The town of Cizur Menor, that is linked to the neighborhoods of the south of Pamplona by the Camino de Santiago, enjoys impressive views of both the Navarrese capital and of the surrounding mountain tops thanks to its raised position. In the last years, this small area has seen how the town’s growth has reached its boundaries. There where the urban fabric of the upper area begins to sprawl on the hillside stands the Miravalles school, sister of a previous and already consolidated private education center, which it comes to extend with 36 classrooms – for all grades of pre-university education –, laboratories and workshops.
Visually linked by the horizontal line of their openings, the prisms with the classrooms and the sports facilities take up the hillside according to their programmatic needs and to create an integrated system of exterior spaces.
Laid out towards the south, this building takes up a plot that is buried two meters with respect to the level of the access street, next to which is the parking area for school buses; and from a marked horizontal volumetry it establishes an order by which it seizes the encircling semi-rural landscape. Two volumes articulate the complex over the smooth slope: the sports pavilion is dug out of a lower level, further away from the road, blurring its presence between the sky and the ground with an industrial sheet finish; and the main volume, which houses the classrooms, lies on the higher part of the terrain and stands out from afar thanks to its white parging finish, leaving the playground to the slope beside it. This horizontal prism is articulated around four open courtyards and five blocks of equal dimensions, linked to the collective spaces by a double-height lobby. The porch of access constitutes the fifth courtyard, formed by the overhang of the volume on the first floor. Two prismatic pieces rise over the roof to bring light into the chapel and the central corridor.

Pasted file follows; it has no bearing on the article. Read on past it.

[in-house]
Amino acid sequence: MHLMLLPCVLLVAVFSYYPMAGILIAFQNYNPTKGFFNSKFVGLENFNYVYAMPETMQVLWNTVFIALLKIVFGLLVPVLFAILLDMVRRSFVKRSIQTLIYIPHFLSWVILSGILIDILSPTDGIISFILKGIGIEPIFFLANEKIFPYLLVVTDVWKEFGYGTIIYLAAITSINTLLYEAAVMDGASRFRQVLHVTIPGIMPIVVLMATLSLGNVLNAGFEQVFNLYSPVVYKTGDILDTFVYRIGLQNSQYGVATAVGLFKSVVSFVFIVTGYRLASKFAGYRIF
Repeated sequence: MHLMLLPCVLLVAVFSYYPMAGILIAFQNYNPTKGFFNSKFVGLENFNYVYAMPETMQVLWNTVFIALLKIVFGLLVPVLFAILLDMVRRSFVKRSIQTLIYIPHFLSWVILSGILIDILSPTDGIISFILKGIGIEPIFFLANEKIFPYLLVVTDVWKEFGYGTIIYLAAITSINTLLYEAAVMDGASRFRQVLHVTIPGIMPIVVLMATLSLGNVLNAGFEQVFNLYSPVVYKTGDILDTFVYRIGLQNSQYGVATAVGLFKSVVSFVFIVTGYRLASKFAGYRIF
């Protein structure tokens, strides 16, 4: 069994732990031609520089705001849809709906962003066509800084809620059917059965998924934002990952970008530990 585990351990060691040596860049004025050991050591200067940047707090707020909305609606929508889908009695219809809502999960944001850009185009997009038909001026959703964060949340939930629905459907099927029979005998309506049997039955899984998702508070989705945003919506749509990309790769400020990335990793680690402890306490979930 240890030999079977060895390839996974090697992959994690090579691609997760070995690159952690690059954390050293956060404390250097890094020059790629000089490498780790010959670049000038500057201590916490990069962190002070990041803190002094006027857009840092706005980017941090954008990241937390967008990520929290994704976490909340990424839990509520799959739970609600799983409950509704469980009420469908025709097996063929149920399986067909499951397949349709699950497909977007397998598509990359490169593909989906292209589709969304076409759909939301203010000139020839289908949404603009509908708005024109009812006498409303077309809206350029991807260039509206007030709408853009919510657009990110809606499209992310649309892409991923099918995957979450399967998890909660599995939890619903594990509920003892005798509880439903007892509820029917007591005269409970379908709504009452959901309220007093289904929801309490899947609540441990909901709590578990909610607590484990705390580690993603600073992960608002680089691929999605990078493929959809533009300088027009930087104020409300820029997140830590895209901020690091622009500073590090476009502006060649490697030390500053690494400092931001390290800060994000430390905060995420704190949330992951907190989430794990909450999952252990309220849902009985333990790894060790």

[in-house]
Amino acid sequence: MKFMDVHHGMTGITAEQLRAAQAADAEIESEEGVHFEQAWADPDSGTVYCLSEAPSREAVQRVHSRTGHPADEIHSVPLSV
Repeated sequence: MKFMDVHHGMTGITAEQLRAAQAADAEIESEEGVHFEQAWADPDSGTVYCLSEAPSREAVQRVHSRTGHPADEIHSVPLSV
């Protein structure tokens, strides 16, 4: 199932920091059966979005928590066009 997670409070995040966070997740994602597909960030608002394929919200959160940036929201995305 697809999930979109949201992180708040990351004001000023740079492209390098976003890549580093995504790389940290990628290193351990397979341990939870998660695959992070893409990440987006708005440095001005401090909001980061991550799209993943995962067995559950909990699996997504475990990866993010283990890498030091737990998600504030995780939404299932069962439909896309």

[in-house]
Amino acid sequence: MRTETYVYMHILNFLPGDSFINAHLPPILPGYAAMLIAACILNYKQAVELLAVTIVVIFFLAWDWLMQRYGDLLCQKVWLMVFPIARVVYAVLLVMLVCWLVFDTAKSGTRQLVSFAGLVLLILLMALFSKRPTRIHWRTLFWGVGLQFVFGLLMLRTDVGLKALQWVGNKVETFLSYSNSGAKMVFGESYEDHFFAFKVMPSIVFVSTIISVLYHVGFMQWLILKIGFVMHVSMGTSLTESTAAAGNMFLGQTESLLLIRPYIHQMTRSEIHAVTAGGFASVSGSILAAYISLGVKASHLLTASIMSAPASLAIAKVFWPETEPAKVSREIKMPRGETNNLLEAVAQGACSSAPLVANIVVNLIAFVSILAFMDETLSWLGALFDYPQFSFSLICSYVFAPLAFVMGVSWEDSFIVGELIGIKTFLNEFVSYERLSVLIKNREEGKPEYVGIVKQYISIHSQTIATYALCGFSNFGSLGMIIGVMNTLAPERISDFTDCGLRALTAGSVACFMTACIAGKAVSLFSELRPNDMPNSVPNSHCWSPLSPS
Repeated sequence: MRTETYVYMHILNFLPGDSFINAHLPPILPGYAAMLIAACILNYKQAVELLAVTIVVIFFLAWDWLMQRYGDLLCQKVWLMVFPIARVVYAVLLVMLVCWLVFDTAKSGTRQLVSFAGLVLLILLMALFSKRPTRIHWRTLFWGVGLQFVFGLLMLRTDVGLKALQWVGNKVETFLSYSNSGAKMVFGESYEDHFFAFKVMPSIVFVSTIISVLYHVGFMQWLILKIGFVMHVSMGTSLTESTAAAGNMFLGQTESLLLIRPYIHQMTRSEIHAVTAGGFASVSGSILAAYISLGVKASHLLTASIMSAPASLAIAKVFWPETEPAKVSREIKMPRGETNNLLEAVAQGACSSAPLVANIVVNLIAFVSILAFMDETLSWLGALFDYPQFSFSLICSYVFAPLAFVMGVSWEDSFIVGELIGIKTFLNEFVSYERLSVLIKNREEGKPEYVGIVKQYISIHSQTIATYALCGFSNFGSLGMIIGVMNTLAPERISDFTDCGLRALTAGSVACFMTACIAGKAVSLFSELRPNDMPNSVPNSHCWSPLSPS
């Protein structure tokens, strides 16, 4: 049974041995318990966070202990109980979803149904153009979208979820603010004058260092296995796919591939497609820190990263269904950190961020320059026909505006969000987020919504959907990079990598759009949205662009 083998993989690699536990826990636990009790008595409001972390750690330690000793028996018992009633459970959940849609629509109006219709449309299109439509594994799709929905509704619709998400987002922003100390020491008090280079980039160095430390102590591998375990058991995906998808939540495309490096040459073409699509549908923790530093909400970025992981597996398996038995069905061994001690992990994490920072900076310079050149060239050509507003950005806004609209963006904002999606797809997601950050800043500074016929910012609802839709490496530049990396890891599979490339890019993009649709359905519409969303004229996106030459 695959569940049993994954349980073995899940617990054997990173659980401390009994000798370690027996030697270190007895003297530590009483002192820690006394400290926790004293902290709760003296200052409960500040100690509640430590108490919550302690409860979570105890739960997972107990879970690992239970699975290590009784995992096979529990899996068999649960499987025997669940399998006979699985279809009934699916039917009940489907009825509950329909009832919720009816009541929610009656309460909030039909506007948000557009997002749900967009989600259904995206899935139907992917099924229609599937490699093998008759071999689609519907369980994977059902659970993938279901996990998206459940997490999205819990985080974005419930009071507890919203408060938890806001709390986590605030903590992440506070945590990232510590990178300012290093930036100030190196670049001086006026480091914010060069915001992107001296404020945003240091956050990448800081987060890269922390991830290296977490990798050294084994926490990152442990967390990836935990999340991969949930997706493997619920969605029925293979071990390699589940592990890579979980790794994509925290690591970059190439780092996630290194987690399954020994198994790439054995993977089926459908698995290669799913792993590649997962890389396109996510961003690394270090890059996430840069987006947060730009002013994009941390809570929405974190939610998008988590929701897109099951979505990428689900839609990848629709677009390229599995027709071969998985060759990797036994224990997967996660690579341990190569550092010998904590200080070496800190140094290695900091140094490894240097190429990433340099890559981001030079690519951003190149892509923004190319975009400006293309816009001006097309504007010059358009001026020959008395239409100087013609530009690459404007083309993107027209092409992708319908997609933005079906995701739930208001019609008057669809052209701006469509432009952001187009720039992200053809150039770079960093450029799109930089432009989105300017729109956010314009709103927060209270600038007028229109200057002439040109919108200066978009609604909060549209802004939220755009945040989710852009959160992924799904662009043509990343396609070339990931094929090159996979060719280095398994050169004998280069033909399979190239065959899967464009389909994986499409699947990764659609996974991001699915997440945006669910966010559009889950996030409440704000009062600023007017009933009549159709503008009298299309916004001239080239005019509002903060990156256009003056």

With a white parging finish, the volume of the school opens to the outdoor spaces through large windows, skylights in the circulation areas and courtyards that are combined with blocks of classrooms.
The horizontal proportion of the complex is accentuated by the landscape windows pierced on the side walls of the classroom building, and by the subtle incision that runs along the middle of the facade of the sports pavilion. Extending the cornice line of the school, this narrow slit illuminates the court with a thin thread of light. For their part, large continuous windows, cut out of the steel sheet cladding, guide light into the study areas on the west facade. Towards the east, two ramps link the courtyards to the exterior playground areas; along with these structures, the facade composition – with openings of different sizes, white slats and red wood window frames –, offers a dynamic backdrop to the recreational activities of the students.
Juan Miguel Otxotorena
Enrique Moreno, Carlos Naya, Daniel Gimeno, Íñigo Hernández, Vicente Bono (arquitectos architects); Ignacio Visiers (aparejador quantity surveyor)
ATECO (estructura structure); Andrés Bustince (instalaciones mechanical engineering)
Construcciones ACR; Heraklith (falsos techos ceilings)
J. M. Cutillas/Proyectar Navarra, Hisao Suzuki